I have finished porting the code over to the new STM32F413 Nucleo board and now have a frame buffer big enough to cover the whole screen. You can see the output here.
Word from Analog Devices regarding the chroma transient issue I mentioned earlier, is that this is a result of conversion to a YCrCb 4:2:2 digital format by the decoder. This format compresses the video data significantly, but at the expense of chroma information. Chroma is sacrificed because the human eye is much more sensitive to luma detail than chroma, so the loss is barely noticeable with a scene from ordinary television. However with coloured text and graphics it does become noticeable. From what I have observed, the effect is most noticeable with primary colours (pure red, blue or green). White or black pixels are the least affected and intermediate colours (yellow, magenta), while still affected, look better than primary colours. This makes sense when you consider that white pixels are almost entirely luma in the data stream, while primary colours contain the greatest proportion of chroma information.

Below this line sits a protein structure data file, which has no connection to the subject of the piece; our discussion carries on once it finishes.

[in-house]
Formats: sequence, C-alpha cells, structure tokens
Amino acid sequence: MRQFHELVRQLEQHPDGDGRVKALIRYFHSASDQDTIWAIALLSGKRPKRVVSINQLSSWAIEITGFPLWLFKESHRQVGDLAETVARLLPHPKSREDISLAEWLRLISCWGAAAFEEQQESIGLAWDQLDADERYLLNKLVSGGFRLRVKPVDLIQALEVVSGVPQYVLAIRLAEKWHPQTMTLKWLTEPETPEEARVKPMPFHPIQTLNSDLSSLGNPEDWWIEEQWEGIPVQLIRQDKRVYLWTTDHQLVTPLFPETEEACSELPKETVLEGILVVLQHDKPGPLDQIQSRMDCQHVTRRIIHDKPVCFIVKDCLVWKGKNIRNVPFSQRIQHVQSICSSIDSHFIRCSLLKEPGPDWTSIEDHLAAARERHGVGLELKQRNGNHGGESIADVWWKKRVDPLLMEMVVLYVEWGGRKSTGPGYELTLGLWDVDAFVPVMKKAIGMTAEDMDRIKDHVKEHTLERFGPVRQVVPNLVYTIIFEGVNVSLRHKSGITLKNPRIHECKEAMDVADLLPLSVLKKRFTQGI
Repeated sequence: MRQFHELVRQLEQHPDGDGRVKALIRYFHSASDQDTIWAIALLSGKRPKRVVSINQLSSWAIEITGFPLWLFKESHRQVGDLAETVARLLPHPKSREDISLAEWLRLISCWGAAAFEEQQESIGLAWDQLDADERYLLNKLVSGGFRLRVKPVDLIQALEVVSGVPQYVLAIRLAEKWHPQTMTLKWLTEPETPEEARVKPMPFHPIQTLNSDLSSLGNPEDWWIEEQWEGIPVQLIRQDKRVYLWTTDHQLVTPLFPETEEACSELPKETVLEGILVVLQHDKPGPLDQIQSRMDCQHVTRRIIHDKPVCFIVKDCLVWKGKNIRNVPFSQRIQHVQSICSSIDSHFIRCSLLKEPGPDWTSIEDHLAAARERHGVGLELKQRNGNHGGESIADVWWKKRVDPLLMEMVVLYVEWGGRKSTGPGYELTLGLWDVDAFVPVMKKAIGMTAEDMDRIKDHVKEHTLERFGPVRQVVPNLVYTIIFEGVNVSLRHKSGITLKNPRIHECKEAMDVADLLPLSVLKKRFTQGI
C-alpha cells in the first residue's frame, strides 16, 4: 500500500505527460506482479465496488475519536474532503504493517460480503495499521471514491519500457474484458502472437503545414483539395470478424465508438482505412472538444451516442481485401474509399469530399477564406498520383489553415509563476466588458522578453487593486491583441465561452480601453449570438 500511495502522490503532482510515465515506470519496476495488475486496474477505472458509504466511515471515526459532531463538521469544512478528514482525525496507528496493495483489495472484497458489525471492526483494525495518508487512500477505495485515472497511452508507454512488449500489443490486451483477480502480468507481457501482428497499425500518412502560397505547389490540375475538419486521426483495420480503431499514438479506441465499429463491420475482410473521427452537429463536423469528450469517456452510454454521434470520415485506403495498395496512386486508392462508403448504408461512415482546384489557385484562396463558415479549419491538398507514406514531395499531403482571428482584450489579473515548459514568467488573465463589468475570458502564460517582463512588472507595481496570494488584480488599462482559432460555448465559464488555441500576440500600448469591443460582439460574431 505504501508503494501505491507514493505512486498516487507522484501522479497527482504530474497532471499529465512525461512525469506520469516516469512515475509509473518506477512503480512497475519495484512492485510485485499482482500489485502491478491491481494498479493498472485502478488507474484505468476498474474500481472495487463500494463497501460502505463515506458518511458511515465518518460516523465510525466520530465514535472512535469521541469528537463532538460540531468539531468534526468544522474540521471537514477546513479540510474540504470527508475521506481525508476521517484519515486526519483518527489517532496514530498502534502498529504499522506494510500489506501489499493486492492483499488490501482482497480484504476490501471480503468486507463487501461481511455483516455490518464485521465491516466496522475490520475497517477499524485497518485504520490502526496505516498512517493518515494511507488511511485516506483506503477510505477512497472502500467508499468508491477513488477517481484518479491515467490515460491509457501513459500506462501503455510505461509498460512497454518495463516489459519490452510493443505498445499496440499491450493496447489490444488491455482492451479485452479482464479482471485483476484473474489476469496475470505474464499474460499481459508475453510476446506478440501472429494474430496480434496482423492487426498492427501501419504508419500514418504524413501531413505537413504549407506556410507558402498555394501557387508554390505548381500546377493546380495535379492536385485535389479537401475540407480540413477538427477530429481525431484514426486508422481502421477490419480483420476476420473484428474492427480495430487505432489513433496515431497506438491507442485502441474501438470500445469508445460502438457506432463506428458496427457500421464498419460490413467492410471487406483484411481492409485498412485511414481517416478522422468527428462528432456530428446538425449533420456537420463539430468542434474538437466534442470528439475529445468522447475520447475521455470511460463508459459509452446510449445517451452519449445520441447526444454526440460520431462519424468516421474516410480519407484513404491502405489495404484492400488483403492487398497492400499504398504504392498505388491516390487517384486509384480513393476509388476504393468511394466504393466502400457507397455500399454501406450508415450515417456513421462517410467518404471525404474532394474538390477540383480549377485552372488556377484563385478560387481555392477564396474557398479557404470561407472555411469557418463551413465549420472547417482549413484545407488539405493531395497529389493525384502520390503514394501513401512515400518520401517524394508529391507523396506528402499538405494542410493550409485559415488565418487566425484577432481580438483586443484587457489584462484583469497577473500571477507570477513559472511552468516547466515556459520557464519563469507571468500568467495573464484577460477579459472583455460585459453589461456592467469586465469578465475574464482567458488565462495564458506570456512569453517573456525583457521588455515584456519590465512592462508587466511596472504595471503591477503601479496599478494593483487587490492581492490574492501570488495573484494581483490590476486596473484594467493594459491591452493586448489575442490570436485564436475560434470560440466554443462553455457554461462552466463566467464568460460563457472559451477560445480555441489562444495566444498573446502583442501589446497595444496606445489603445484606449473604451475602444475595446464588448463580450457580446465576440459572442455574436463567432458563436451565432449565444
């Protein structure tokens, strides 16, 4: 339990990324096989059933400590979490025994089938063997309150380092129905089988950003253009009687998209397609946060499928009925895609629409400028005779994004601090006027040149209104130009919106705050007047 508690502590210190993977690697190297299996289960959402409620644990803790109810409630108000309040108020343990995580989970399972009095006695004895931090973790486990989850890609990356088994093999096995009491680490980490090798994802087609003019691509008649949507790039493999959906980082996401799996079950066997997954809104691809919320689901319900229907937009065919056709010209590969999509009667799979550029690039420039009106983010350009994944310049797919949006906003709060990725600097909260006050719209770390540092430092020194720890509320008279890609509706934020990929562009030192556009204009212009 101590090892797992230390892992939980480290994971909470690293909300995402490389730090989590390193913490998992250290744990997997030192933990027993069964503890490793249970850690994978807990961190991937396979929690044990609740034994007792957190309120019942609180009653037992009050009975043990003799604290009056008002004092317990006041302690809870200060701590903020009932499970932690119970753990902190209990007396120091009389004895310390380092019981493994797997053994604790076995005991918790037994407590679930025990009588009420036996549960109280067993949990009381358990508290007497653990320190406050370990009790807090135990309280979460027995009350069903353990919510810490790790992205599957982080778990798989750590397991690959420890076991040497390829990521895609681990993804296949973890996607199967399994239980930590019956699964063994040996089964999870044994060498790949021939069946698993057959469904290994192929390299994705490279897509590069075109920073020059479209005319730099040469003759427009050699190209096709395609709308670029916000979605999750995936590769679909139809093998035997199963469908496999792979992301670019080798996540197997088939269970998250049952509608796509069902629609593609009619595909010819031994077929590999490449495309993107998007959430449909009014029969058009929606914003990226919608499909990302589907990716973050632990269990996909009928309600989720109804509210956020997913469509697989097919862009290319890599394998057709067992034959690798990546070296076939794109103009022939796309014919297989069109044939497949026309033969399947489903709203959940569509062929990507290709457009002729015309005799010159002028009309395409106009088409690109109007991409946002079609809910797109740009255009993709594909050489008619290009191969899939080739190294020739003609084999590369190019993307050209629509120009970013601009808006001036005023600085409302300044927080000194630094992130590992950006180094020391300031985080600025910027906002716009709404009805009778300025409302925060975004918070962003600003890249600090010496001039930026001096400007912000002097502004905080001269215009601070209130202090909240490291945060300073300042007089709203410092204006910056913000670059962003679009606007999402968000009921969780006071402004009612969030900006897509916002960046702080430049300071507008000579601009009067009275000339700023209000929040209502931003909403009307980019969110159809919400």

For the time being I will have to live with this limitation. I will try to mitigate it by outlining text with black pixels (as most OSDs already do) and making coloured output at least 4 pixels wide (which will be 2 pixels in my half-resolution overlay).
It would make sense to render the altimeter, airspeed and AHI in white, and reserve colour for warning messages and status icons so that is what I am doing now. Ultimately this will be the sort of thing users can set according to their own preferences.
The way to avoid the chroma issue altogether would be to stream data as an RGB 4:4:4 stream which has no compression, or YCrCb 4:4:4. The ADV7341 encoder I am using understands RGB 4:4:4 but the ADV7184 cannot generate it and does not have a wide enough pixel bus.